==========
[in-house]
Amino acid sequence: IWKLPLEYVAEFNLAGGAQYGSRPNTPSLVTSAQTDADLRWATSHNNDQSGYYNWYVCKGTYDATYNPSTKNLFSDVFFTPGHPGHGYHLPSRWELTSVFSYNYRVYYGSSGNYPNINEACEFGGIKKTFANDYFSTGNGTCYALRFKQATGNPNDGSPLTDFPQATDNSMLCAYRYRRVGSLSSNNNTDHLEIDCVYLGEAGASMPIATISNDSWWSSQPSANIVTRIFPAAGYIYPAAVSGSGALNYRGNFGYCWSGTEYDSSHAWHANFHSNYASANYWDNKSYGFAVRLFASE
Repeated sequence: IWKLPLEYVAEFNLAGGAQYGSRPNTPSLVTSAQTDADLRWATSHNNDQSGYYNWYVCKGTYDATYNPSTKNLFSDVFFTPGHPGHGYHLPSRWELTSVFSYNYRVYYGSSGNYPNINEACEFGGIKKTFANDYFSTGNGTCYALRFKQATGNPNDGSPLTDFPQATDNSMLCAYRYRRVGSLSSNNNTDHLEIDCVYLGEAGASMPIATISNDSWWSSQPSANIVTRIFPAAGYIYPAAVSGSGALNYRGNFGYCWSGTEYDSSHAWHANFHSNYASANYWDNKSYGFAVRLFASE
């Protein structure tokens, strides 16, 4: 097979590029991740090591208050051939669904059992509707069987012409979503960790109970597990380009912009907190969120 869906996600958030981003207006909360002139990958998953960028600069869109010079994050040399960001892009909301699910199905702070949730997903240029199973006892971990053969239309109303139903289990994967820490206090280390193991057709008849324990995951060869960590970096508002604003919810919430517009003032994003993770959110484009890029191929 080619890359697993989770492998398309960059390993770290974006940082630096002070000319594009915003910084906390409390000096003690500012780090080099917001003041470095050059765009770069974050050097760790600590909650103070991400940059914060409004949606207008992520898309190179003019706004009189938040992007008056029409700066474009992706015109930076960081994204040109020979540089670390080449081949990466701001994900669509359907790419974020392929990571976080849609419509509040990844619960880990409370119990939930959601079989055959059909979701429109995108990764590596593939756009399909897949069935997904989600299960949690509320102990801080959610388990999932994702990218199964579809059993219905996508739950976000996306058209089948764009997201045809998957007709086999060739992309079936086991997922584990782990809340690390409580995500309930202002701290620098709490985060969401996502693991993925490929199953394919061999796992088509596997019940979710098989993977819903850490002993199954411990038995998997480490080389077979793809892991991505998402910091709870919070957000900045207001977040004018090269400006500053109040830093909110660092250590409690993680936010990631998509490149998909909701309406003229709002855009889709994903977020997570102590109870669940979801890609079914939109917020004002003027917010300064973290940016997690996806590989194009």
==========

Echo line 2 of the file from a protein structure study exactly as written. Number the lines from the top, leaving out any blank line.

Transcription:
Amino acid sequence: IWKLPLEYVAEFNLAGGAQYGSRPNTPSLVTSAQTDADLRWATSHNNDQSGYYNWYVCKGTYDATYNPSTKNLFSDVFFTPGHPGHGYHLPSRWELTSVFSYNYRVYYGSSGNYPNINEACEFGGIKKTFANDYFSTGNGTCYALRFKQATGNPNDGSPLTDFPQATDNSMLCAYRYRRVGSLSSNNNTDHLEIDCVYLGEAGASMPIATISNDSWWSSQPSANIVTRIFPAAGYIYPAAVSGSGALNYRGNFGYCWSGTEYDSSHAWHANFHSNYASANYWDNKSYGFAVRLFASE